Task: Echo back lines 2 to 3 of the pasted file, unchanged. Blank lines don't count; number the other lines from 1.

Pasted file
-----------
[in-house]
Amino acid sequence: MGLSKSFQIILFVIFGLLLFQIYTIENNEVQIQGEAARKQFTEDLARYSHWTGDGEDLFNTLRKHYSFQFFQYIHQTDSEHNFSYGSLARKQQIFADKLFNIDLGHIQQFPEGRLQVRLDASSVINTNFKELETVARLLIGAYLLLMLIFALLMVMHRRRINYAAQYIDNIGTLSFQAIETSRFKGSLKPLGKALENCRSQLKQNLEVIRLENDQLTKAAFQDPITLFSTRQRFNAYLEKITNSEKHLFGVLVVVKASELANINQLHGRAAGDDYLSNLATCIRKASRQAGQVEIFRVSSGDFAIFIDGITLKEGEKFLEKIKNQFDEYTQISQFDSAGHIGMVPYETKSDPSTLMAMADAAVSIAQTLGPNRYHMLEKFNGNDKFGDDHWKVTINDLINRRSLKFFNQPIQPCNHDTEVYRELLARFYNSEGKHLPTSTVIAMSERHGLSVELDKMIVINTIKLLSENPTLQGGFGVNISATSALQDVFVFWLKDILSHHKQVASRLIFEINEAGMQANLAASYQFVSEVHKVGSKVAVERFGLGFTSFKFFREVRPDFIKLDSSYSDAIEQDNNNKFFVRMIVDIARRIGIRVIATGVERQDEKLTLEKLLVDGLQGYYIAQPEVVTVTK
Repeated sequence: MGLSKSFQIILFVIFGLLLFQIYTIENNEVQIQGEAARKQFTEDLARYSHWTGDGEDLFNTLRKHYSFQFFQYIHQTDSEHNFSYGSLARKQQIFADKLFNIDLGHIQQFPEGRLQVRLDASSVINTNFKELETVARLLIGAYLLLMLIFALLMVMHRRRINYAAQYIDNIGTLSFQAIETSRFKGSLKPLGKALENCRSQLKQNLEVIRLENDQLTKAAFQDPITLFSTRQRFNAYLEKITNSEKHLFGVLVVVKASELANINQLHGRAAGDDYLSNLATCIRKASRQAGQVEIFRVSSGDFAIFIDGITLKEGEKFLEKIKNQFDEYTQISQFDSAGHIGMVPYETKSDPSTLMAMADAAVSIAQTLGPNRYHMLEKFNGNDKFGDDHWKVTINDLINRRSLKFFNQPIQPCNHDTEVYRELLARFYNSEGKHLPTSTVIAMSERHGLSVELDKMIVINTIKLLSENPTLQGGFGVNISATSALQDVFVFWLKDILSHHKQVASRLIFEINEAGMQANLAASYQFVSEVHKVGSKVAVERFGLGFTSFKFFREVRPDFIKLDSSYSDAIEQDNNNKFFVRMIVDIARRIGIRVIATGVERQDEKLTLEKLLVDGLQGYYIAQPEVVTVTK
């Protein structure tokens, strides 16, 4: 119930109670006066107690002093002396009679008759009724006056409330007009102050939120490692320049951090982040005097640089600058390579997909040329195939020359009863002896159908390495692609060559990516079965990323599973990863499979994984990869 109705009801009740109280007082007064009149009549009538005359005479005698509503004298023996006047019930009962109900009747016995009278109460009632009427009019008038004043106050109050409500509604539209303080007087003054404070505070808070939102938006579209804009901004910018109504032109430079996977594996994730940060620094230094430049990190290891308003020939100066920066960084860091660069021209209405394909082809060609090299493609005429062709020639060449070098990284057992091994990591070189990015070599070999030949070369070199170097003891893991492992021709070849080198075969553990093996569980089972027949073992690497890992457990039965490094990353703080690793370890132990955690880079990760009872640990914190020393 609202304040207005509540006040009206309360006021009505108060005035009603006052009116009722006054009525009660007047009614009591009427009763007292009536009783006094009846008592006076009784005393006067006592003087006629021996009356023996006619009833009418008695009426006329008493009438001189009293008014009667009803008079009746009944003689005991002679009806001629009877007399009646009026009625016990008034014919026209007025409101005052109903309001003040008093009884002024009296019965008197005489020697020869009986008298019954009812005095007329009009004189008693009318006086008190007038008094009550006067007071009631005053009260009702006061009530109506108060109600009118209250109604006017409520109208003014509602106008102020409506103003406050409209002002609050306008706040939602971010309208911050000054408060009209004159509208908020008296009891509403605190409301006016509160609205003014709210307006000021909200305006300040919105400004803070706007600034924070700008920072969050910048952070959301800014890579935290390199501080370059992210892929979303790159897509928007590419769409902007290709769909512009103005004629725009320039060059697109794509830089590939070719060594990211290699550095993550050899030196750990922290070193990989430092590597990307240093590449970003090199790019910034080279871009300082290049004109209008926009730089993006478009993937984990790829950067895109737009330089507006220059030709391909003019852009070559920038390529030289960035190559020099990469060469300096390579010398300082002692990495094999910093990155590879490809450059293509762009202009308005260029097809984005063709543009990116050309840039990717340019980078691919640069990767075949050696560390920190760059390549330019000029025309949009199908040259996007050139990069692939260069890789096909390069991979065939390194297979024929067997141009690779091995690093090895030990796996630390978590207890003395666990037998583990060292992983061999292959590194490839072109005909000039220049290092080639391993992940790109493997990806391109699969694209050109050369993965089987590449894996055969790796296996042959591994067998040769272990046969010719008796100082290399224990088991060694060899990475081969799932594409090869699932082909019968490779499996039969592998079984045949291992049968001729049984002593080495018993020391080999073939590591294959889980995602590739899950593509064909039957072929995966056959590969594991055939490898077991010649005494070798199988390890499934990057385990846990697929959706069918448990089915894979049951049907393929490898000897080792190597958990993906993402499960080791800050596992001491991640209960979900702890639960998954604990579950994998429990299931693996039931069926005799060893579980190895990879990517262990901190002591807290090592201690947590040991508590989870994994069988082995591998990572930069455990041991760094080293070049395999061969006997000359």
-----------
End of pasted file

Amino acid sequence: MGLSKSFQIILFVIFGLLLFQIYTIENNEVQIQGEAARKQFTEDLARYSHWTGDGEDLFNTLRKHYSFQFFQYIHQTDSEHNFSYGSLARKQQIFADKLFNIDLGHIQQFPEGRLQVRLDASSVINTNFKELETVARLLIGAYLLLMLIFALLMVMHRRRINYAAQYIDNIGTLSFQAIETSRFKGSLKPLGKALENCRSQLKQNLEVIRLENDQLTKAAFQDPITLFSTRQRFNAYLEKITNSEKHLFGVLVVVKASELANINQLHGRAAGDDYLSNLATCIRKASRQAGQVEIFRVSSGDFAIFIDGITLKEGEKFLEKIKNQFDEYTQISQFDSAGHIGMVPYETKSDPSTLMAMADAAVSIAQTLGPNRYHMLEKFNGNDKFGDDHWKVTINDLINRRSLKFFNQPIQPCNHDTEVYRELLARFYNSEGKHLPTSTVIAMSERHGLSVELDKMIVINTIKLLSENPTLQGGFGVNISATSALQDVFVFWLKDILSHHKQVASRLIFEINEAGMQANLAASYQFVSEVHKVGSKVAVERFGLGFTSFKFFREVRPDFIKLDSSYSDAIEQDNNNKFFVRMIVDIARRIGIRVIATGVERQDEKLTLEKLLVDGLQGYYIAQPEVVTVTK
Repeated sequence: MGLSKSFQIILFVIFGLLLFQIYTIENNEVQIQGEAARKQFTEDLARYSHWTGDGEDLFNTLRKHYSFQFFQYIHQTDSEHNFSYGSLARKQQIFADKLFNIDLGHIQQFPEGRLQVRLDASSVINTNFKELETVARLLIGAYLLLMLIFALLMVMHRRRINYAAQYIDNIGTLSFQAIETSRFKGSLKPLGKALENCRSQLKQNLEVIRLENDQLTKAAFQDPITLFSTRQRFNAYLEKITNSEKHLFGVLVVVKASELANINQLHGRAAGDDYLSNLATCIRKASRQAGQVEIFRVSSGDFAIFIDGITLKEGEKFLEKIKNQFDEYTQISQFDSAGHIGMVPYETKSDPSTLMAMADAAVSIAQTLGPNRYHMLEKFNGNDKFGDDHWKVTINDLINRRSLKFFNQPIQPCNHDTEVYRELLARFYNSEGKHLPTSTVIAMSERHGLSVELDKMIVINTIKLLSENPTLQGGFGVNISATSALQDVFVFWLKDILSHHKQVASRLIFEINEAGMQANLAASYQFVSEVHKVGSKVAVERFGLGFTSFKFFREVRPDFIKLDSSYSDAIEQDNNNKFFVRMIVDIARRIGIRVIATGVERQDEKLTLEKLLVDGLQGYYIAQPEVVTVTK